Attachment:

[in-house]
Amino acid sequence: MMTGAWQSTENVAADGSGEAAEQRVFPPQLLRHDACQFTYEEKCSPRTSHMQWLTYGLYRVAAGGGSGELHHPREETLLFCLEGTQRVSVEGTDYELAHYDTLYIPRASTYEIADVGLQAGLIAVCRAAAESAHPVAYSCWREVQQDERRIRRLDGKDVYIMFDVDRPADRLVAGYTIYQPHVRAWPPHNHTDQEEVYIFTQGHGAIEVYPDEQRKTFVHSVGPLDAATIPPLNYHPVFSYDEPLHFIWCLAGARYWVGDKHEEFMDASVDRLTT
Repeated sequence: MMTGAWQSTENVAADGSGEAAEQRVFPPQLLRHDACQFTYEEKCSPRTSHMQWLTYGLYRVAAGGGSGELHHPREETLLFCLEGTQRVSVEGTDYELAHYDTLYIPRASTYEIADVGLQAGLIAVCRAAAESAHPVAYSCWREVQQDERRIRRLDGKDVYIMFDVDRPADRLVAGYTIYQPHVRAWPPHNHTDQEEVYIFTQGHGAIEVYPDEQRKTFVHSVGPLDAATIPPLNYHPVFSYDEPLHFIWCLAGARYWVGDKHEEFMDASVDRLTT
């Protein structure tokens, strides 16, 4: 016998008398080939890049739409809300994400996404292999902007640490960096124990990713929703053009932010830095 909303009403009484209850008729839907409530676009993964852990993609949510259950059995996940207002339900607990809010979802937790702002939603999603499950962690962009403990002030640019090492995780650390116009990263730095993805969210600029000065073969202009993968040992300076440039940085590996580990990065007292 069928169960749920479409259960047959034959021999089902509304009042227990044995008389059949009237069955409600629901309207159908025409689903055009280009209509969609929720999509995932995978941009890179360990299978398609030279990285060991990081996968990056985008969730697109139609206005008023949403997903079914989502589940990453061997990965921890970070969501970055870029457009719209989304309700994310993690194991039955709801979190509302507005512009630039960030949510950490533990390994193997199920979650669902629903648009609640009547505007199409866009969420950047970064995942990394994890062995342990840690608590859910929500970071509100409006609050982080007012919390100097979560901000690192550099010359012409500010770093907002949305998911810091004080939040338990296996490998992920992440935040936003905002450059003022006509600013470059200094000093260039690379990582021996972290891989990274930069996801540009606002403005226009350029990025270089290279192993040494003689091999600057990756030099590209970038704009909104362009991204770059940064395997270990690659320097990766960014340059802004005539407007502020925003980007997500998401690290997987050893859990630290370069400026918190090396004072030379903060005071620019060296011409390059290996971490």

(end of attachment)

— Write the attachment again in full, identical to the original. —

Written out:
[in-house]
Amino acid sequence: MMTGAWQSTENVAADGSGEAAEQRVFPPQLLRHDACQFTYEEKCSPRTSHMQWLTYGLYRVAAGGGSGELHHPREETLLFCLEGTQRVSVEGTDYELAHYDTLYIPRASTYEIADVGLQAGLIAVCRAAAESAHPVAYSCWREVQQDERRIRRLDGKDVYIMFDVDRPADRLVAGYTIYQPHVRAWPPHNHTDQEEVYIFTQGHGAIEVYPDEQRKTFVHSVGPLDAATIPPLNYHPVFSYDEPLHFIWCLAGARYWVGDKHEEFMDASVDRLTT
Repeated sequence: MMTGAWQSTENVAADGSGEAAEQRVFPPQLLRHDACQFTYEEKCSPRTSHMQWLTYGLYRVAAGGGSGELHHPREETLLFCLEGTQRVSVEGTDYELAHYDTLYIPRASTYEIADVGLQAGLIAVCRAAAESAHPVAYSCWREVQQDERRIRRLDGKDVYIMFDVDRPADRLVAGYTIYQPHVRAWPPHNHTDQEEVYIFTQGHGAIEVYPDEQRKTFVHSVGPLDAATIPPLNYHPVFSYDEPLHFIWCLAGARYWVGDKHEEFMDASVDRLTT
């Protein structure tokens, strides 16, 4: 016998008398080939890049739409809300994400996404292999902007640490960096124990990713929703053009932010830095 909303009403009484209850008729839907409530676009993964852990993609949510259950059995996940207002339900607990809010979802937790702002939603999603499950962690962009403990002030640019090492995780650390116009990263730095993805969210600029000065073969202009993968040992300076440039940085590996580990990065007292 069928169960749920479409259960047959034959021999089902509304009042227990044995008389059949009237069955409600629901309207159908025409689903055009280009209509969609929720999509995932995978941009890179360990299978398609030279990285060991990081996968990056985008969730697109139609206005008023949403997903079914989502589940990453061997990965921890970070969501970055870029457009719209989304309700994310993690194991039955709801979190509302507005512009630039960030949510950490533990390994193997199920979650669902629903648009609640009547505007199409866009969420950047970064995942990394994890062995342990840690608590859910929500970071509100409006609050982080007012919390100097979560901000690192550099010359012409500010770093907002949305998911810091004080939040338990296996490998992920992440935040936003905002450059003022006509600013470059200094000093260039690379990582021996972290891989990274930069996801540009606002403005226009350029990025270089290279192993040494003689091999600057990756030099590209970038704009909104362009991204770059940064395997270990690659320097990766960014340059802004005539407007502020925003980007997500998401690290997987050893859990630290370069400026918190090396004072030379903060005071620019060296011409390059290996971490």